Bicarbonate of soda
Yes – you can use it to clean with, but don’t be fooled by commercial products that claim it as the active ingredient. Bicarb works when mixed freshly with anything acidic (lemon juice or vinegar both work well) then the combination gives off oxygen, which is the mildest bleach you could imagine. It also lifts grime with the bubbles. But don’t forget it is a bleach, however mild, so still do the test and wait thing. A better way to use it is to sprinkle it dry on grubby carpets or upholstery. It works particularly well on shaggy rugs that have got a bit smelly. Leave overnight if possible and then vacuum out – the smell and most of the grime should be gone. On dark colours don’t forget – test first!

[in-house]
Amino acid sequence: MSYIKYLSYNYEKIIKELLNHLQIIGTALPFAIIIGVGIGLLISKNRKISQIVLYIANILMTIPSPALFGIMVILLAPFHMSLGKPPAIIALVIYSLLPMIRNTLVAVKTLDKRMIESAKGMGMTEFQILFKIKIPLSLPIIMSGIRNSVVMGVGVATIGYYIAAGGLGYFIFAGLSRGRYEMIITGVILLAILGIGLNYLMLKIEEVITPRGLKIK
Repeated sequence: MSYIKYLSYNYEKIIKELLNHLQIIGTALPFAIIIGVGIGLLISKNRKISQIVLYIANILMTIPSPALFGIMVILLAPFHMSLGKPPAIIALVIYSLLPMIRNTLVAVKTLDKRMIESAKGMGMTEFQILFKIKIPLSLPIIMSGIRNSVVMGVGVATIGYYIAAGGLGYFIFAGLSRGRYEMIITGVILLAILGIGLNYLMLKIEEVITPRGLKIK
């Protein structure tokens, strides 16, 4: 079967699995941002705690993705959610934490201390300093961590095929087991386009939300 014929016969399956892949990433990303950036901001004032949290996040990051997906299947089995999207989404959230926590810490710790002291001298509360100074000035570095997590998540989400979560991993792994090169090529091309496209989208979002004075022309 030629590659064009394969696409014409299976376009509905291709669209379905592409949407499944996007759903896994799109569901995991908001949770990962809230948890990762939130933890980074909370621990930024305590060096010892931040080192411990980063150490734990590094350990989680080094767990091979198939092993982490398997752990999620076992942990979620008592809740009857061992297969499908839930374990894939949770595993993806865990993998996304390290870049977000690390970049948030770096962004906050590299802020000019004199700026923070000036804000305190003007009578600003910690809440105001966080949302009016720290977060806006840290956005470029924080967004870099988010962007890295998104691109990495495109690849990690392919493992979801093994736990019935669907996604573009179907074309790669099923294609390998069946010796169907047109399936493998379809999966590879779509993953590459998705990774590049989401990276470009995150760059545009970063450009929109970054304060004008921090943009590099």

Use this sparingly and always diluted – and don’t forget, this is white spirit vinegar, not malt. For windows it works a treat, but unless you like flies in summer, rinse off with water afterwards because (despite the old saying about catching more flies with honey than vinegar) they will be drawn to the residual smell and then you will be worse off than before. Never use vinegar on wool rugs, because the acid will strip the natural lanolin from the fibres and ruin the texture as well as very possibly leaving a bleached mark.
Odd as it sounds, the most useful cleaning agent in your home is salt. It can be used to mop up spills but it also comes in handy if you need to clean something delicate because, dampened, it has a mild abrasive action. If you have a semi-solid spill on your lovely traditional rug, upending some cooking salt on it will make it easier to remove and won't damage the fibres as long as you clean it up straight away. If your spill is something that will stain, such as ketchup, tipping salt onto it will mean you can remove it faster before it soaks into the pile of your wool rug and ruins it for good. If you can, let the residue dry and vacuum out later – don’t get any rugs too wet or you can damage them.